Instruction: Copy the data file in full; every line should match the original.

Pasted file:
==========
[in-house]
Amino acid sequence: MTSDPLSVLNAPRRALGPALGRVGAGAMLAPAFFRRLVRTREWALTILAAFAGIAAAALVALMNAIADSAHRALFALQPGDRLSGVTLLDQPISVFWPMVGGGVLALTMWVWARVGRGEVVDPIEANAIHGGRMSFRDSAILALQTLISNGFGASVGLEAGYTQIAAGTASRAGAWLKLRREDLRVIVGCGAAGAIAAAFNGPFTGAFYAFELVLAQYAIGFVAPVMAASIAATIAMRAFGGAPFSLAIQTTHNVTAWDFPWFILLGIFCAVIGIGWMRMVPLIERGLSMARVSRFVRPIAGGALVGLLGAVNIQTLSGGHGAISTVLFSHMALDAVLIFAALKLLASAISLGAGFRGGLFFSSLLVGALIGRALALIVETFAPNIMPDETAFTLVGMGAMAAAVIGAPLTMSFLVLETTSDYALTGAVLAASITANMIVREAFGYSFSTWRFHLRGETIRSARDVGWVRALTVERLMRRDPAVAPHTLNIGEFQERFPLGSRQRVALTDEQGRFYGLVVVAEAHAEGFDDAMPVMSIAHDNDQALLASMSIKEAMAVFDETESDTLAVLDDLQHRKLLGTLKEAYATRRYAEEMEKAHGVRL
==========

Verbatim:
[in-house]
Amino acid sequence: MTSDPLSVLNAPRRALGPALGRVGAGAMLAPAFFRRLVRTREWALTILAAFAGIAAAALVALMNAIADSAHRALFALQPGDRLSGVTLLDQPISVFWPMVGGGVLALTMWVWARVGRGEVVDPIEANAIHGGRMSFRDSAILALQTLISNGFGASVGLEAGYTQIAAGTASRAGAWLKLRREDLRVIVGCGAAGAIAAAFNGPFTGAFYAFELVLAQYAIGFVAPVMAASIAATIAMRAFGGAPFSLAIQTTHNVTAWDFPWFILLGIFCAVIGIGWMRMVPLIERGLSMARVSRFVRPIAGGALVGLLGAVNIQTLSGGHGAISTVLFSHMALDAVLIFAALKLLASAISLGAGFRGGLFFSSLLVGALIGRALALIVETFAPNIMPDETAFTLVGMGAMAAAVIGAPLTMSFLVLETTSDYALTGAVLAASITANMIVREAFGYSFSTWRFHLRGETIRSARDVGWVRALTVERLMRRDPAVAPHTLNIGEFQERFPLGSRQRVALTDEQGRFYGLVVVAEAHAEGFDDAMPVMSIAHDNDQALLASMSIKEAMAVFDETESDTLAVLDDLQHRKLLGTLKEAYATRRYAEEMEKAHGVRL